Sunday, October 25, 2015

Accelerated learning mooted for academically weak students

MUMBAI: From the next academic year, students who are academically weak may be able to opt for an accelerated learning programme, which will teach them three to four years’ curriculum within one year, and help them catch up with their peers.
The principal secretary of the state school education de partment, Nand Kumar, has put forth this proposal to reduce the number of students failing in Class 9 and to arrest the dropout rate in secondary sections.
Cur rently, t he state has the highest dropout rate in Class 9- it stands at 8.9% as per the latest U-DISE (Unified District Information System for Education) report. This is much higher than dropout rates for other classes, which range between 1% and 3%.
According to officials, schools fail a large number of students in class 9, and as a result the students drop out. This trend has been aggravated with the introduction of the no- f ail policy in 2010, which provides for automatic promotion from class 1 to class 8.
“We are studying accelerated learning programmes that have managed to teach four-and-ahalf year’s curriculum to students in just one year,” said Kumar. “It was implemented for primary students by a private non-profit organisation.”
The department will rope in officials, educationists and nongovernmental organisations (NGOs) working for education to provide their suggestions to the proposal. “The idea is at a nascent stage right now, we will finalise the details after consulting with experts,” said Kumar.
But educationists raise concerns over the benefits of an accelerated learning programme for secondary students. “Such programmes can be done easily for students in primary sections, as students are able to grasp concepts better at a young age, but it will be a little difficult for 14-15-year-olds to study at that pace,” said Farida Lambay, cofounder, Pratham, NGO.
City school principals welcomed the proposal. “Owing to the no-fail policy, children have lost the practice of writing and are hence unable to score in exams in higher classes,” said Father Francis Swamy, principal, St Mary’s School (ICSE), Mazgaon, and the joint secretary of the Archdiocesan Board of Education that runs 150-odd schools in the city.

At IIT Bombay, decade-old mentorship plan bears fruit


It gives protection from ragging, stress and offers solace to newbies

MUMBAI: Akanksha Yadav, a first-year engineering student in Indian Institute of Technology, Bombay (IIT-B), recalls a recent incident. “One of my batch-mates had fared poorly in the Chemistry paper. She was feeling very low. Fortunately, one of our seniors consoled her and talked her out of the phase,” she said.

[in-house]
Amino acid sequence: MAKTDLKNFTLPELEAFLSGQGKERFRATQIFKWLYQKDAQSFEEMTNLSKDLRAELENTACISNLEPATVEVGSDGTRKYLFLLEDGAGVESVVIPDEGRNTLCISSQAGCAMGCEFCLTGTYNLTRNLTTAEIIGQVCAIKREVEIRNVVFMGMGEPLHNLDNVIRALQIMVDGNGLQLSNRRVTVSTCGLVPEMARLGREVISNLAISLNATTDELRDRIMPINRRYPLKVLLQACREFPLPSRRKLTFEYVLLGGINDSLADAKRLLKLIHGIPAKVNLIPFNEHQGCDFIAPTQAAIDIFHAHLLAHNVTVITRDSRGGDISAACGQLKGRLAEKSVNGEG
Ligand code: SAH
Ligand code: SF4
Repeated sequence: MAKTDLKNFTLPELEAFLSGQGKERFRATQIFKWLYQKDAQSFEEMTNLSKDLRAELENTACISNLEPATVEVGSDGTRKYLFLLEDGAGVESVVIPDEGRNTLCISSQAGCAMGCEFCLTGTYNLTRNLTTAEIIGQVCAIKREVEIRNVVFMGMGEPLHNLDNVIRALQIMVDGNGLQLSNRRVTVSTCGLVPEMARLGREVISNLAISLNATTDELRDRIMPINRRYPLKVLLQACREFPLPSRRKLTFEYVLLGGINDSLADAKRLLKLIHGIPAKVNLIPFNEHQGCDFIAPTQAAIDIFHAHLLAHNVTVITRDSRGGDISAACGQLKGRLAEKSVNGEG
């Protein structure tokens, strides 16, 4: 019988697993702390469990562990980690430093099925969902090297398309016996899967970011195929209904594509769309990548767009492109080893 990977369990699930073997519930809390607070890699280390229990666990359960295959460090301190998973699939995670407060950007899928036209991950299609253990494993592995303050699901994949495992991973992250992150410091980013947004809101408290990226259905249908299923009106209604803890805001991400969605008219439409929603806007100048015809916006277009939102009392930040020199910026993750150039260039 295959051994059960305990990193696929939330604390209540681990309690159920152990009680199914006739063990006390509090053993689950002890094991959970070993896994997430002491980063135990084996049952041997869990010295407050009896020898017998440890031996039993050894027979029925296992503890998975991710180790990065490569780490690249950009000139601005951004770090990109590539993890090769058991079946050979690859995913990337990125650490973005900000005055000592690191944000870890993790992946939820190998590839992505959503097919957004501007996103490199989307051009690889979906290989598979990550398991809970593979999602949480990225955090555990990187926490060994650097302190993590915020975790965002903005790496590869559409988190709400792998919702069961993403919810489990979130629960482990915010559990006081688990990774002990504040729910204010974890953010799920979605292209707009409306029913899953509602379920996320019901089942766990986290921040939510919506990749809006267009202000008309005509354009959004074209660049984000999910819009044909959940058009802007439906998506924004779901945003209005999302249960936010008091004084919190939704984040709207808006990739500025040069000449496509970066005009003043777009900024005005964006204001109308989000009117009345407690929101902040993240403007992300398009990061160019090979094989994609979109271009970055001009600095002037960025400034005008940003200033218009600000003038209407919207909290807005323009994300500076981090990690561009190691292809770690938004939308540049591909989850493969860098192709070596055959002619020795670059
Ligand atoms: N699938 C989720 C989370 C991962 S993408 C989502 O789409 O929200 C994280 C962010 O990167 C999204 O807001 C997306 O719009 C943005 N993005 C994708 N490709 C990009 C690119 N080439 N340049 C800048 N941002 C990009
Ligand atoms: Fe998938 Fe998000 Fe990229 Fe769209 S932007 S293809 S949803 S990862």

The senior student is one of the ‘mentors’ appointed as part of IIT-B’s Student Mentor Programme (SMP). The decadeold programme, launched with the primary objective of protecting newcomers from ragging, has matured into a larger campus acclimatization initiative.
This year the institute has appointed 80 mentors to cater to more than 900 freshers. “This year, we had received around 350 applications from those aspiring to mentor,” said Yamini Bansal, one of the coordinators of SMP. The mentors were selected after a round of interviews. A website launched by the group a few months ago had received more than 70,000 page views, say the group members.
These mentors have been tasked with guiding the firstyear students in their academics, helping them cope with stress, and making them acquainted with the institute’s culture. “The students come from various backgrounds and different parts of the country. SMP helps them navigate through IIT’s culture and even helps them with their personal problems,” added Bansal.
The IITs are known for their exhaustive curriculum and vigorous training, which often takes a toll on newcomers. To help these students, the SMP coordinators sometimes organise special stress management sessions.
Most of the freshers find their mentors to be very helpful. “When we come to IIT, we are clueless about most things here. So, whenever we get stuck with some problem we reach out to our mentors, who are always willing to help,” said Ajay Kotwal, a first-year student. “The mentors make it a point to visit us once in a while. In any case, they are just a phone call away, if we need any help.”
According to Bansal, the mentor-mentee relationship often develops into a valuable friendship. “Many of the mentors continue guiding the juniors even after graduating from IIT. It’s their way of giving back to the institute,” she said.

Thursday, October 15, 2015